Cypress Provincial Park is a popular destination in winter and one that lies a mere 25 minutes away from Vancouver. While it’s mostly known for the ski resort and Nordic skiing park, it also has excellent snowshoeing trails, most notably up Hollyburn Mountain and Black Mountain (1,217 meters). This outing will take you on the eastern end of this easily accessible provincial park.
The Black Mountain snowshoe trail starts north of the Cypress Mountain Lodge at an altitude of 930 meters. Be careful when reaching the trailhead as it crosses the ski slopes. There are markers to guide snowshoers away from the slopes, and the trail itself is very well marked with red poles.
The first kilometer heads toward Yew Lake and is rather flat. It gets steeper from there, but the ascent is gentle as the trailhead is high. On your way up, take the time to admire the snow-covered trees that make this park famous.
On the summit plateau there are options to go straight and back to the summit or to do the summit loop, which uses part of the Baden Powell Trail and goes to Owen Lake. Doing the loop is not much harder.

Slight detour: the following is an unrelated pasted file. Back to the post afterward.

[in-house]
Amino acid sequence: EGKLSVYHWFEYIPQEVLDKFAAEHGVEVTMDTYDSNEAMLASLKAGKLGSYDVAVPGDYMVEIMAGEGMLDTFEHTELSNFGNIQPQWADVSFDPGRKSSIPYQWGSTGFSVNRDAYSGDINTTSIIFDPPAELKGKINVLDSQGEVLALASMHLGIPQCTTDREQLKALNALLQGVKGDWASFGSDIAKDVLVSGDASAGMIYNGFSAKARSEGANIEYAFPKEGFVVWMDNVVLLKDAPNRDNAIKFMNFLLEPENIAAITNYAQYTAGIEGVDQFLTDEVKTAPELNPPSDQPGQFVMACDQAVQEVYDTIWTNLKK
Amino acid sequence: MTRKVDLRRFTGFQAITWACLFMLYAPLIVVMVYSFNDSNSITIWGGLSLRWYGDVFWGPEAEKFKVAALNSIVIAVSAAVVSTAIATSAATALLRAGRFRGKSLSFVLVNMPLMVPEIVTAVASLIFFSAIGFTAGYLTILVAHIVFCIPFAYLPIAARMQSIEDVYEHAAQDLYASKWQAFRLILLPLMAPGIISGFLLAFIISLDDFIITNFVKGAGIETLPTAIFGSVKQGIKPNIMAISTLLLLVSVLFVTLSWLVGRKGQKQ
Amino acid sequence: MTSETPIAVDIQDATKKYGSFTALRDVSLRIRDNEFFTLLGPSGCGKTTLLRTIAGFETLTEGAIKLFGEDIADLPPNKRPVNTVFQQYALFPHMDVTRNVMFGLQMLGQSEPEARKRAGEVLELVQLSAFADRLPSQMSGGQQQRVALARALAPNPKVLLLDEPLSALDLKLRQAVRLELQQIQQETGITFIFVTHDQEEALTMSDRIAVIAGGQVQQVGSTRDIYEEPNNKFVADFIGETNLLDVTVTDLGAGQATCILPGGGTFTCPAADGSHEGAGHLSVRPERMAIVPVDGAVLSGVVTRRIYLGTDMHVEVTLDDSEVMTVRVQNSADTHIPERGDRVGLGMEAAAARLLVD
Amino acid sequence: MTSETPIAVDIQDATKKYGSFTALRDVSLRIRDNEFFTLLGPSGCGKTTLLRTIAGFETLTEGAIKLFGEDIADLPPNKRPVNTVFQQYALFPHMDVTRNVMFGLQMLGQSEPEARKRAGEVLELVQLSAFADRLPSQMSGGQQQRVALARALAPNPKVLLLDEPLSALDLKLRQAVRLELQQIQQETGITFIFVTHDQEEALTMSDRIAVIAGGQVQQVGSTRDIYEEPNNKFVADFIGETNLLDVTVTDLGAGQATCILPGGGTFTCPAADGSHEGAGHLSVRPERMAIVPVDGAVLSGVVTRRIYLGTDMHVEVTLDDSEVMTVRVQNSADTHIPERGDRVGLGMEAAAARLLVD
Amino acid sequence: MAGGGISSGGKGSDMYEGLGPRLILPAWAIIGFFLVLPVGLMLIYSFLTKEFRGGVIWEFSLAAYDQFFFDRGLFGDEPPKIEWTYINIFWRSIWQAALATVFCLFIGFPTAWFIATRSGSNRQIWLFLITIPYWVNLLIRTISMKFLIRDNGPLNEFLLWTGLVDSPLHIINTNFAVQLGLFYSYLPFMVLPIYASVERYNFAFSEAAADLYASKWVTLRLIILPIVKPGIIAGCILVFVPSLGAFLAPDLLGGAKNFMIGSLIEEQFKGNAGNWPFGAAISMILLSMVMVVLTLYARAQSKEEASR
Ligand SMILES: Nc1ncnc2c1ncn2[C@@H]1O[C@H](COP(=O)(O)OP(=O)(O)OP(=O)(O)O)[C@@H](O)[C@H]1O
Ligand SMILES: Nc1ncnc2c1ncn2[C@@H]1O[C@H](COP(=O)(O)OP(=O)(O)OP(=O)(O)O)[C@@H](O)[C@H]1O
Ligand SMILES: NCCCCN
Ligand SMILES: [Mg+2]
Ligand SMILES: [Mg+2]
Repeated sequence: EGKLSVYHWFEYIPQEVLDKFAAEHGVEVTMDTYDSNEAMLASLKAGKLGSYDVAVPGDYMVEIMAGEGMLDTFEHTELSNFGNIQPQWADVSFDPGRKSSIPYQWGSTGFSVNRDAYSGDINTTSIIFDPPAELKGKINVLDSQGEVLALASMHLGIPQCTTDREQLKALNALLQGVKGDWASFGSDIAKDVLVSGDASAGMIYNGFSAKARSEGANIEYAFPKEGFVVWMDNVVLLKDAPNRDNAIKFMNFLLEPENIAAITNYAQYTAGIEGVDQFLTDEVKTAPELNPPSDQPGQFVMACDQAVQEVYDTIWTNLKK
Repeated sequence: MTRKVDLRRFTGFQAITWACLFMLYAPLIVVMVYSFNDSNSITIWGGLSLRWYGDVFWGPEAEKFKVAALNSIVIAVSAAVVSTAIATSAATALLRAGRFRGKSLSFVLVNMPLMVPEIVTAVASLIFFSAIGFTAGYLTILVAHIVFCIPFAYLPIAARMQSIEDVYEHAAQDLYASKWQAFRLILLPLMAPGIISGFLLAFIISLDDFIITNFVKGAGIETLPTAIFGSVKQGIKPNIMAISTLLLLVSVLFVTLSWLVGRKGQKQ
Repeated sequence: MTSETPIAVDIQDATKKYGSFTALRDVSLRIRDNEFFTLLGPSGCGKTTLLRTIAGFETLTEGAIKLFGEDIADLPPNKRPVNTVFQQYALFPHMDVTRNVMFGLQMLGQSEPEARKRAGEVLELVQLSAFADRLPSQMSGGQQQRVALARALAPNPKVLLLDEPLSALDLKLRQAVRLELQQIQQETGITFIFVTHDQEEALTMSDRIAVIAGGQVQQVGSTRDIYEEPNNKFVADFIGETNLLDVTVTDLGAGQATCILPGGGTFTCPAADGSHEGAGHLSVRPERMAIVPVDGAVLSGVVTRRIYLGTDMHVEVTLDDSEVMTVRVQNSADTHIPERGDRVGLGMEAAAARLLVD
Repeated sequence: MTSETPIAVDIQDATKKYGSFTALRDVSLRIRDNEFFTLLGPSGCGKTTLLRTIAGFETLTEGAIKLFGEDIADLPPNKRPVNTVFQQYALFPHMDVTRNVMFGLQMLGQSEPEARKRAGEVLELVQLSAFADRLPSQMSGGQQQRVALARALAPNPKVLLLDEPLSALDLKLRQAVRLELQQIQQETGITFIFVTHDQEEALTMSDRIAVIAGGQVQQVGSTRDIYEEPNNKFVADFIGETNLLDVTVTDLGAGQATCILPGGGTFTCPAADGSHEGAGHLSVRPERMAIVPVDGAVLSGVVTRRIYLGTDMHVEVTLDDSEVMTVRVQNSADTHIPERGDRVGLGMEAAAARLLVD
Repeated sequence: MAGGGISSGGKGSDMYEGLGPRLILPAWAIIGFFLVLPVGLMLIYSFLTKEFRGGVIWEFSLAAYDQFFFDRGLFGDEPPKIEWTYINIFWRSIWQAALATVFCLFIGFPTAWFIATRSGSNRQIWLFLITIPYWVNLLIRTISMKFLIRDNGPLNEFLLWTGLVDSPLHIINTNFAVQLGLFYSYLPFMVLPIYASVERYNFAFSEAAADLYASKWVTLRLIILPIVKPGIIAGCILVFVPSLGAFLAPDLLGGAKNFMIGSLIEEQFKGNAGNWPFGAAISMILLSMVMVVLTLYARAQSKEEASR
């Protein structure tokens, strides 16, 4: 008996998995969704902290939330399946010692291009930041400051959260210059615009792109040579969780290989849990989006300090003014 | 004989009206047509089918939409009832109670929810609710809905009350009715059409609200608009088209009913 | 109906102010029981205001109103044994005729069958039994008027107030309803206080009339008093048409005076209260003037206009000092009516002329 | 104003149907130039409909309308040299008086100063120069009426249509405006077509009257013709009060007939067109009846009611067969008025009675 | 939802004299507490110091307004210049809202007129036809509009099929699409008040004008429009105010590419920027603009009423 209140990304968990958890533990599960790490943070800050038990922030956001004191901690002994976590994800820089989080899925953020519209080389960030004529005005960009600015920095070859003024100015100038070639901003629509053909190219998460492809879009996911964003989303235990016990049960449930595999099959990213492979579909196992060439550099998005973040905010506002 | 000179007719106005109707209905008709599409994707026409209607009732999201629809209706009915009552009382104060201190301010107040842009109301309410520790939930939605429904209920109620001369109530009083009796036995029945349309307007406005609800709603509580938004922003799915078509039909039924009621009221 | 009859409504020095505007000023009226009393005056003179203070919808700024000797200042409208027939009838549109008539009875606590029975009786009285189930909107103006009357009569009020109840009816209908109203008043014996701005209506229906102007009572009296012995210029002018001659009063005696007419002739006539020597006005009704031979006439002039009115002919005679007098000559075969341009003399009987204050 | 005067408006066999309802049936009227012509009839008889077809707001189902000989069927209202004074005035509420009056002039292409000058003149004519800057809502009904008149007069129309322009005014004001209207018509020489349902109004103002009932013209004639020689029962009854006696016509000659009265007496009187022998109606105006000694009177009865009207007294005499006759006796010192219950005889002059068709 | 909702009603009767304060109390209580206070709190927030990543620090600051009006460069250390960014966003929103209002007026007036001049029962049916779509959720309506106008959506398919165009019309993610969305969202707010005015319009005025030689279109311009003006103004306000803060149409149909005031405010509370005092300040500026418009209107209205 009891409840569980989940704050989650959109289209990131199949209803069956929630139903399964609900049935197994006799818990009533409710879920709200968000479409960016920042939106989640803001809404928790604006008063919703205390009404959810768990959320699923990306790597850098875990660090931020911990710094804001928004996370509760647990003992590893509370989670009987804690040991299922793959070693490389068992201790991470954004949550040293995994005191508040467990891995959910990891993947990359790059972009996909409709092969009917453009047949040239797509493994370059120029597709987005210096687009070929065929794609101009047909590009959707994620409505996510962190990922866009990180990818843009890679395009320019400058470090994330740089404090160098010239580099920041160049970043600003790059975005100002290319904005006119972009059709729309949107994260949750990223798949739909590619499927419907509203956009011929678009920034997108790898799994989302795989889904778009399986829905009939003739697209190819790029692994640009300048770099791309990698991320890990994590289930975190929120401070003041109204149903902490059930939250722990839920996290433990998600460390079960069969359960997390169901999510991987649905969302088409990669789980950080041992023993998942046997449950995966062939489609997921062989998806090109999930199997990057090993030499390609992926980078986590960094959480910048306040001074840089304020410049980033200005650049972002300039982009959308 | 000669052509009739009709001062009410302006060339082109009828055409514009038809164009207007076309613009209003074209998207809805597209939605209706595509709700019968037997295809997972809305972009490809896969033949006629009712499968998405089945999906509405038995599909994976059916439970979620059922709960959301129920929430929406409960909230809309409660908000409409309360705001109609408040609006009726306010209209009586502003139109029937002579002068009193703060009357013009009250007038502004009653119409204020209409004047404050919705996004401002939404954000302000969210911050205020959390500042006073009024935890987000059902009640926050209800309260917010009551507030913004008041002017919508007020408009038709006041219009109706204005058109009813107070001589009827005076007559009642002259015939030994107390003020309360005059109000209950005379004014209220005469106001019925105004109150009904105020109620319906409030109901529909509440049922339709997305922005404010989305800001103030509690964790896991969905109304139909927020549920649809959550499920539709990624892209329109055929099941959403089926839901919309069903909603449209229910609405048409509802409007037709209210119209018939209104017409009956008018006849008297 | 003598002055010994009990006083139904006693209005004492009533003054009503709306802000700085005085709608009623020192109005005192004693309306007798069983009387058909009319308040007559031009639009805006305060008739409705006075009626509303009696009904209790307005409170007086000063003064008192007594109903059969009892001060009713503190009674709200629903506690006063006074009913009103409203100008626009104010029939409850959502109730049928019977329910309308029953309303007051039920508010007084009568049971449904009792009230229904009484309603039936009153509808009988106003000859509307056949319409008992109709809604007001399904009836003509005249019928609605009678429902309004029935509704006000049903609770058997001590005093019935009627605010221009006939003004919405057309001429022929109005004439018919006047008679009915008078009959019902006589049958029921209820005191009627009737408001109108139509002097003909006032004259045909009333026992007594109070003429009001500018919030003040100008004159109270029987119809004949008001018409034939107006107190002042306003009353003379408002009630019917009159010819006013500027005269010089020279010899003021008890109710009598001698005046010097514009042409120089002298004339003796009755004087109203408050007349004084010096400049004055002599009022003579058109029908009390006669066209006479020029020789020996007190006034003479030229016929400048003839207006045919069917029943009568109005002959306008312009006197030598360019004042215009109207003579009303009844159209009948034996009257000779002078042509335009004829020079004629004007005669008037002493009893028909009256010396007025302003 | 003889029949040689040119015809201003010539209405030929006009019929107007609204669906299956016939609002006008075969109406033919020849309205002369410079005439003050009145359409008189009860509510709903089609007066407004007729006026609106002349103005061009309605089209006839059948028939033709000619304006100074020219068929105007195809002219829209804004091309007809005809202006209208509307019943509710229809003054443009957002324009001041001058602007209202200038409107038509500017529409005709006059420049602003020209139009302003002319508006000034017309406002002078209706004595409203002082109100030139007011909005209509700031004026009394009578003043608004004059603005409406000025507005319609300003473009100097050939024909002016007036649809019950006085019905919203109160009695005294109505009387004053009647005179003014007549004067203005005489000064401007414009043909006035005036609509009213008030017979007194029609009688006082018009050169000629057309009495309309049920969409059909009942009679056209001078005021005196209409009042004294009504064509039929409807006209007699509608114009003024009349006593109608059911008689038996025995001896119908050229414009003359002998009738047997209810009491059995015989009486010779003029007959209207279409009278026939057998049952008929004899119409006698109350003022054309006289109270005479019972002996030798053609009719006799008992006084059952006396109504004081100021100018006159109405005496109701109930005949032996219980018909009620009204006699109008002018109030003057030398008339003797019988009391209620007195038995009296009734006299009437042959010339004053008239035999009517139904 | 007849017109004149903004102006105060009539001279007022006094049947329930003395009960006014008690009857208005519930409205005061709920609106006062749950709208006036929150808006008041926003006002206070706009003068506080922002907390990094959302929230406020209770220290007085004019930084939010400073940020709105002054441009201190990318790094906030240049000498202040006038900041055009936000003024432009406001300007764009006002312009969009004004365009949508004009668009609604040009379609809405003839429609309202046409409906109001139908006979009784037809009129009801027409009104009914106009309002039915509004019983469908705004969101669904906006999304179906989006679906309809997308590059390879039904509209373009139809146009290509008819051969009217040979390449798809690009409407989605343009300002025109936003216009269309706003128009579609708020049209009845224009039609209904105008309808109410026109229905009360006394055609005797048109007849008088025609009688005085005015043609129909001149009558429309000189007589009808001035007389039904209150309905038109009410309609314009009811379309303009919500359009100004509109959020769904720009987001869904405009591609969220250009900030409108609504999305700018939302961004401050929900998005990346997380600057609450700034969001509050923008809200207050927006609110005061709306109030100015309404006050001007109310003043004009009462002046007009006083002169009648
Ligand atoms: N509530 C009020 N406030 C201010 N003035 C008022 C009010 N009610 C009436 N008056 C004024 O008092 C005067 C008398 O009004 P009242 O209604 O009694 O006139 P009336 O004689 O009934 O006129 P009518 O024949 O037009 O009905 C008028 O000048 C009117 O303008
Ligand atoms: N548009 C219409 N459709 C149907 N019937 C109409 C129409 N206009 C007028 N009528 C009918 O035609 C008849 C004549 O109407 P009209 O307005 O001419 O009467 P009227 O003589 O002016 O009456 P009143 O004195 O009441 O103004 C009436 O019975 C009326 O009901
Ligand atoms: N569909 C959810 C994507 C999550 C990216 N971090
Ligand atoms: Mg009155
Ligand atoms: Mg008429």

Black Mountain is barely 1 kilometer away from Owen Lake, and the views are outstanding. The Lions, an iconic landmark of Vancouver, are clearly visible and impressive to the north. Mount Strachan and the ski slopes of the Cypress Ski Resort are prominent to the east. To the west, the views of Howe Sound will make you think it’s summer at sea level!
The descent is via the same trails. Back down at the base, a quick side trip goes northwest to Yew Lake. Another option to make this outing longer is to head to Eagle Bluffs from Owen Lake, 1 kilometer away. However, this trail is not maintained in winter.
Winter backcountry adventures can be dangerous outdoor activities that pose significant risks as conditions affecting safety (i.e. weather, snowpack stability, avalanche hazard) are constantly changing. Prior to engaging in these activities each individual should get the proper training to make safe decisions and be equipped to use avalanche safety resources and tools. Please visit our Backcountry Skiing and Avalanche Safety post to learn more.